We are going to work very constructivly to see if we can find a solution for Greece, thats what is really our goal, our purpose and our mission.

On the fiscal cliff and the debt ceiling, whoever is going to be elected and re-elected tomorrow will be faced with that challenge, and will have to tackle that issue up front, very shortly. Because the beginning of 2013 is in two months time.

If you were to ask me what we expect from this IMF annual meeting: we expect action and we expect courageous and cooperative action on the part of our members.

This time, we need a sustained rebound, not a bounce. If this time is to be different, we need certainty, not uncertainty. We need decision makers to be real action takers. We need delivery. Europe remains the epicentre of the crisis and where the most urgent action is needed.

The review process is underway and just began a week ago, so I think it's really premature to already pass judgement on the timing issue. Greece has already produced a huge effort, but will have to continue to do so. There are various ways to adjust – time is one that needs to be considered as an option.

As far as the IMF is concerned, we shall certainly be ready to help and to assist in the design and monitoring of eventual programmes of all conditions that would be part of the solutions.

The IMF's forecasts are likely to be lower than our previous forecasts.

The stresses in the euro area affect the UK through many channels, growth is too slow and unemployment – including youth unemployment – is too high. Policies to bolster demand, before low growth becomes entrenched, are needed.

We at the IMF have to be technically prepared for anything, because it is our job. But I'm not suggesting that this is a desirable solution. I'm just saying this is within the range of multiple options, one that we have to technically look at, obviously.

On the consequences in southern Europe, or more extensively eastern and central Europe and the large periphery of Europe, it is clearly this immediate circle that is potentially exposed, which is why it's so important that the Europeans do what they're committed to do and that they deliver on their programme.

We are seeing a light recovery, blowing in a spring wind, but we are also seeing some very dark clouds on the horizon – which is another way of saying there is a bit of recovery, timid and a fragile situation with still high risks.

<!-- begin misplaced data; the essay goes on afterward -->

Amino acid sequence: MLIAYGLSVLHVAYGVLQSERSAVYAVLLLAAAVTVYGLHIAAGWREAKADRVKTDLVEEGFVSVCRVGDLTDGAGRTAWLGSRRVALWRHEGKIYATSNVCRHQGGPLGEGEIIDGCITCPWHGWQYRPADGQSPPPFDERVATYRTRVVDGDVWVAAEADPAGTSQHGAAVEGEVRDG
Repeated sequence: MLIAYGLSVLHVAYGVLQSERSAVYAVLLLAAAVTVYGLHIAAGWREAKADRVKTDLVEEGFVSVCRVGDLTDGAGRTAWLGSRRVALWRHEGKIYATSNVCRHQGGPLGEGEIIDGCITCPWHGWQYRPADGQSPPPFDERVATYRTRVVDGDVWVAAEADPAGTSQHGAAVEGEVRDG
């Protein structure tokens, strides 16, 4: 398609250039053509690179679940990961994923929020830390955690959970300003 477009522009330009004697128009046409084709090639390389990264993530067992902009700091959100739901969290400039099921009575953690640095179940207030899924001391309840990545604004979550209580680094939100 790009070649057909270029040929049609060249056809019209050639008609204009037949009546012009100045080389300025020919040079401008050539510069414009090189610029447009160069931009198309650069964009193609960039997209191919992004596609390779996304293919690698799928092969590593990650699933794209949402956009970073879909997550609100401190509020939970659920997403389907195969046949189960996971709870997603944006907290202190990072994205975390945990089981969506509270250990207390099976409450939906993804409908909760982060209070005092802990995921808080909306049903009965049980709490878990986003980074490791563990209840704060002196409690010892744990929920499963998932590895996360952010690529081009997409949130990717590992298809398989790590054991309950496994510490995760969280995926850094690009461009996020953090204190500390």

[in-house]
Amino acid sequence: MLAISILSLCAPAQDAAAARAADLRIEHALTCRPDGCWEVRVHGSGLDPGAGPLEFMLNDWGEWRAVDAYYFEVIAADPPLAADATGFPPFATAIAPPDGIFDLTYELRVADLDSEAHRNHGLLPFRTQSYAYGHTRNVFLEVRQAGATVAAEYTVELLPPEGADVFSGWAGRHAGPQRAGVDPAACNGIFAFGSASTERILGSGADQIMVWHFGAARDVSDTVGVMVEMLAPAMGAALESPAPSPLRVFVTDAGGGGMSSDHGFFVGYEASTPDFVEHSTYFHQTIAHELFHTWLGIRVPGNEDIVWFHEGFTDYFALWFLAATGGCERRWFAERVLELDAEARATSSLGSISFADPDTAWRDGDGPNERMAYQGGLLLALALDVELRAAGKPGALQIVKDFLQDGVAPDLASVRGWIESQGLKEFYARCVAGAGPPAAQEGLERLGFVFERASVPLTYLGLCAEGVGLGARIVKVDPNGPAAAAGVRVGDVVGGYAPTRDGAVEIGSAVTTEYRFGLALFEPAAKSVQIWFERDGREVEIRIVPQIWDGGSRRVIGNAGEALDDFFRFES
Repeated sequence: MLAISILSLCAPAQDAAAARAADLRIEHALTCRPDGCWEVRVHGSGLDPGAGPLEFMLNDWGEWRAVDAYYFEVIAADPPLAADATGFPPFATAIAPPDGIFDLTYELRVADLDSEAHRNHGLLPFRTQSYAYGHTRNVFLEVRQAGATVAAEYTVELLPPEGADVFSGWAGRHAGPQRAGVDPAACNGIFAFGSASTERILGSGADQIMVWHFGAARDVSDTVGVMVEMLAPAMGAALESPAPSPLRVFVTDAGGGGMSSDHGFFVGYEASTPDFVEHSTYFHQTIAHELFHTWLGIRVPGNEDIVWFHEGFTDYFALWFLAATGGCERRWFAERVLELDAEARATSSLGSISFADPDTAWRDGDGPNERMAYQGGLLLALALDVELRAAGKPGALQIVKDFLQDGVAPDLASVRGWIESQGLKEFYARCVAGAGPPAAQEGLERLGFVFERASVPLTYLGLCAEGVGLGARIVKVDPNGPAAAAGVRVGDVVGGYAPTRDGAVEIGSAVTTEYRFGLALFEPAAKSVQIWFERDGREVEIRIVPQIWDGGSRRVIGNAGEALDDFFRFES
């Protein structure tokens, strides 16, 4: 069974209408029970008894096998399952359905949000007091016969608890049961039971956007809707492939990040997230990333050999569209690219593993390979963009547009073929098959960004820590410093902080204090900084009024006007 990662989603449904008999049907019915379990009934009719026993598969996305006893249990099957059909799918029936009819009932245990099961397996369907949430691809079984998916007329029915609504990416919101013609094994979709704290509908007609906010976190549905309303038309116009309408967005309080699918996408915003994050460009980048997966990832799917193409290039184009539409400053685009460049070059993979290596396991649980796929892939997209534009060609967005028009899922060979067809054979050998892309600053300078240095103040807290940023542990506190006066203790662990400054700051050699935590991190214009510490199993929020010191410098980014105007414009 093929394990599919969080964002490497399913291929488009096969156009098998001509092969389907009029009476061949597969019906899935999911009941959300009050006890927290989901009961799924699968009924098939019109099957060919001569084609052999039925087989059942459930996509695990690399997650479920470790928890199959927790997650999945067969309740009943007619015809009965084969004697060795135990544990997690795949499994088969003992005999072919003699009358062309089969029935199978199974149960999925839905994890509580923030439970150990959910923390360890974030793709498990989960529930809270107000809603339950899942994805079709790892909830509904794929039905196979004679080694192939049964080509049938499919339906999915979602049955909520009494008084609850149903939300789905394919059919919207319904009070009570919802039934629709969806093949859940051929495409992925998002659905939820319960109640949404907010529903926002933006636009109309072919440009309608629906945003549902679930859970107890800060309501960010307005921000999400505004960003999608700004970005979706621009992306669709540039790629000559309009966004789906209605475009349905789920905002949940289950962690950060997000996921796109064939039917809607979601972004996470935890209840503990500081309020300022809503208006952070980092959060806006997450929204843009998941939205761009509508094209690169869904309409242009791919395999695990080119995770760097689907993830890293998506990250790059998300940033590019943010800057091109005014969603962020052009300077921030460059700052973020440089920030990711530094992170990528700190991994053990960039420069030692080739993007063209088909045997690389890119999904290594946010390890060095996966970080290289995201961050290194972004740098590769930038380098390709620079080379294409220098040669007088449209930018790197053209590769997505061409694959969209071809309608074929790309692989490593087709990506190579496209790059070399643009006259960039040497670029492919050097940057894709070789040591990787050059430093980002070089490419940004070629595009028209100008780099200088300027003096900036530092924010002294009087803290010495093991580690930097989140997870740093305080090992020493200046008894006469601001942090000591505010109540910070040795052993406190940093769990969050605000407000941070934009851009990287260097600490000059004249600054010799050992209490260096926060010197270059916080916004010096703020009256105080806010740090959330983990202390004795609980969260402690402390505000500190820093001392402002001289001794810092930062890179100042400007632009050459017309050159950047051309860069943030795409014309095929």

The recovery is still very fragile, the financial system in Europe is still under heavy strain, debt is still too high, both public and private, stubbornly high unemployment is really straining the seams of society, and – to add to the list, as if it wasn't enough, oil prices are clearly another cloud on the horizon.

The country needs a stronger push to fix its public finances in the years ahead, including by curbing the growth of entitlement spending and raising more revenue.

It's a combination of the European partners reducing the interest that they charge Greece for lending to Greece, it's the private sector that is the banks and pension funds and the insurance companies that have bought Greek debt, accepting a haircut on their Greek debt.

It's an important step along the way for all G20 members to actually determine their participation in the increase of the firepower of the fund.

We begin the day today at a debt to GDP ratio of 120.5 per cent, so significant progress has been made overnight that will put Greece in a better position to address a very ambitious programme that it has negotiated over the last few weeks.

Let me just offer my perspective on what remains to be done, and in my view there are three imperatives: One is stronger growth, two is larger firewalls, three (is) deeper integration.

It is a time for realistic assumptions, but also a time for action, and a time for bold collective action. We could face a downward spiral of uncertainty, of financial instability, and a collapse of global demand – that really is the dark scenario and it could happen.

I hope that this whole thing can be closed and completed before mid December. I think it's important from a cash point of view.

If anything, the situation is more likely to have worsened than to have improved over the last three weeks and if markets have straightened up a bit in the last few days, certainly the overall economic situation has not improved. We heard loud and clear that the emerging markets in particular were very concerned about the risk of contagion from advanced economies to emerging markets and to low income countries.